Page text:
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In this guide, we explore Refresh and Flush operations in Elasticsearch. This guide will bring resolution to the differences between the two in an effective manner. We also cover the underlying basics of Lucene functionalities, like reopen and commits, which helps in understanding refresh and flush operations.

Refresh and Flush

At the first glance, the general purpose of Refresh and the Flush operations seems identical. Both are used to make documents available for search immediately after index operation. When new documents are added in Elasticsearch, we can call either the _refresh or _flush operation on index to make new documents available for search. To understand how these operations work, you must be familiar with Segments, Reopen, and Commits in Lucene, which is the underlying query engine in Elasticsearch.

Segments in Lucene

In Elasticsearch, the most basic unit of storage of data is a shard. But, looking through the Lucene lens makes things a bit different. Here, each Elasticsearch shard is a Lucene index, and each Lucene index consists of several Lucene segments. A segment is an inverted index of the mapping of terms to the documents containing those terms.

This concept of segments and how it applies to an Elasticsearch index and its shards are shown in the below diagram:


The concept behind this segmentation is that whenever new documents are created, they are written in new segments. Whenever new documents are created, they belong to a new segment and there is no need to modify the previous segment. If a document has to be deleted, it is flagged as deleted in its original segment. This means it never gets physically deleted from the segment.

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Same with updating: the previous version of the document is marked as deleted in the previous segment and the updated version is kept under the same document Id in the current segment.

Lucene Reopen

Lucene Reopen, when called, will make the data accumulated available for search. Although the latest data is made available for search, this does not guarantee the persistence of the data or that it is not written to the disk. We can call the reopen feature n number of times and make the latest data searchable, but cannot be sure about the presence of data on the disk.

Commits in Lucene

Lucene commits make the data safe. For each commit, the data from different segments is merged and pushed to the disk, making the data persistent. Although commits are the ideal way to persist data, the issue is that each commit operation is resource expensive. Each commit operation has its own internal I/O operations and read/write cycles associated with it. This is the exact reason why we prefer the reopen feature to be reused, again and again, in Lucene based systems for making new data searchable.


Elasticsearch addresses the issue of persistence taking a different approach. It introduces a translog (transaction log) in every shard. New documents indexed are passed to this transaction log and an in-memory buffer. This process is shown in the figure below:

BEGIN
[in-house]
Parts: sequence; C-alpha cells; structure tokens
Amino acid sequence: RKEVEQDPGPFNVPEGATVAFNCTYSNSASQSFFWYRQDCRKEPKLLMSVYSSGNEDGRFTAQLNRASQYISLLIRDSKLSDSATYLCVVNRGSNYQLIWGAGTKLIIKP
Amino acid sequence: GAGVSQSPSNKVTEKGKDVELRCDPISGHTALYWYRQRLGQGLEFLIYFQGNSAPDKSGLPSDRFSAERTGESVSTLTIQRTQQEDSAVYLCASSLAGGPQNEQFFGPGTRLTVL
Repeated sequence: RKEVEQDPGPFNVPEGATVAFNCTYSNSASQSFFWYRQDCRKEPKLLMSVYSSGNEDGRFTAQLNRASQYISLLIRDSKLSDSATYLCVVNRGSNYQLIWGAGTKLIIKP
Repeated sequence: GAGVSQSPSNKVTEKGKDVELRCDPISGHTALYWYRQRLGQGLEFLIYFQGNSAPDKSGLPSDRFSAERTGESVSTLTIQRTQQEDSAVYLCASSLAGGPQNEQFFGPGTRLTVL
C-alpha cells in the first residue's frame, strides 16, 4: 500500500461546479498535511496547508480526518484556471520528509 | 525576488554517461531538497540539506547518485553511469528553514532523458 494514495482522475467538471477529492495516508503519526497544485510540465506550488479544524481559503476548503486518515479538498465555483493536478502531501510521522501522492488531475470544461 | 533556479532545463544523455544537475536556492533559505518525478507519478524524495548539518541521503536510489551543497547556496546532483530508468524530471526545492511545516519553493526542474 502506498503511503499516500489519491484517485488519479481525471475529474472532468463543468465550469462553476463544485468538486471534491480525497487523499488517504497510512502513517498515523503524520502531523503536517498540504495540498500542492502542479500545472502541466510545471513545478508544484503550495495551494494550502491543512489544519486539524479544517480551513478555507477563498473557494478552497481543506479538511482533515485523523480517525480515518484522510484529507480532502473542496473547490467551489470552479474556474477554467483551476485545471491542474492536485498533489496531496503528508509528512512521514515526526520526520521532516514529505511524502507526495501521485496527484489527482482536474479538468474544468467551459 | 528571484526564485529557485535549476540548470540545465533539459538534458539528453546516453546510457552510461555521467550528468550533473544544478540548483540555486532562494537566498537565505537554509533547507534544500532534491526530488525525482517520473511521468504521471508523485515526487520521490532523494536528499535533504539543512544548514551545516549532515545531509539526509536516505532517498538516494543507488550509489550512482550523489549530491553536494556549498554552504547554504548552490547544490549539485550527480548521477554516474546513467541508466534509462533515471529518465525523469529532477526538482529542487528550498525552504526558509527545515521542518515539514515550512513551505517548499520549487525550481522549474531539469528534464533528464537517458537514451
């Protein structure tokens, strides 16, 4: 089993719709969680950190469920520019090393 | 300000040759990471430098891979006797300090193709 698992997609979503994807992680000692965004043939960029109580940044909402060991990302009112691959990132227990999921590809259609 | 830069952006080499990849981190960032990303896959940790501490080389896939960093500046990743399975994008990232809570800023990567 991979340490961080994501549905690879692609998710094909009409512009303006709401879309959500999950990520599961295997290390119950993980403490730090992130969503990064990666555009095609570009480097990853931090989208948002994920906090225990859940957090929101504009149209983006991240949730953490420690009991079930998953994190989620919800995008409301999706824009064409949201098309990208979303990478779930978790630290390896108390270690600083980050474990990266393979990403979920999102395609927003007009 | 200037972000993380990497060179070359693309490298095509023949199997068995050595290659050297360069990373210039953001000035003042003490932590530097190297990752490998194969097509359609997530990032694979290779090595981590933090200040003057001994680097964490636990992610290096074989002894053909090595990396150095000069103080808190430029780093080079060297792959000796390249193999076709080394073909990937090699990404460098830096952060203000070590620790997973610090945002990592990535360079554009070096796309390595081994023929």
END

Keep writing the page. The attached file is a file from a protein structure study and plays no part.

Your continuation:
Refresh in Elasticsearch

In Elasticsearch, the _refresh operation is set to be executed every second by default. During this operation, the in-memory buffer contents is copied to a newly created segment in the memory, which is shown in the diagram below. As a result, new data becomes available for search.


Translog and Persistence

However, how does the translog work around the problem of persistence? The translog exists in each shard, which means it pertains to the physical disk memory. It is fsynced and safe, thus you obtain persistence and durability, even for the documents that have not been committed yet. If something bad happens, the transaction log can be restored. Also, the translog is committed to a disk either in every set interval, or upon the completion of a successful request: Index, Bulk, Delete, or Update.

Flush in Elasticsearch

Flush essentially means that all the documents in the in-memory buffer are written to new Luce segments, which is shown in the Figure #3 below. These, along with all existing in-memory segments, are committed to the disk, which clears the translog (See Figure 4). This commit is essentially a Lucene commit.


A flush is triggered either periodically, or whenever the translog reaches a specific size. These settings prevent unruly costs from Lucene commits.


In this guide we explored two closely related Elasticsearch operations, _flush and _refreshshowing the commonalities and differences between them. We also touched upon the underlying architecture components of Lucene, – reopen and commits – which helps in grasping the gist of _refresh and _flush operations in Elasticsearch.

In short, _refresh is used to make new documents visible to search. In its turn, _flush is used to persist in-memory segments on the hard disk. _flush does not affect the visibility of the documents in Elasticsearch because search happens in memory segments, as opposed to _refresh that affects their visibility.

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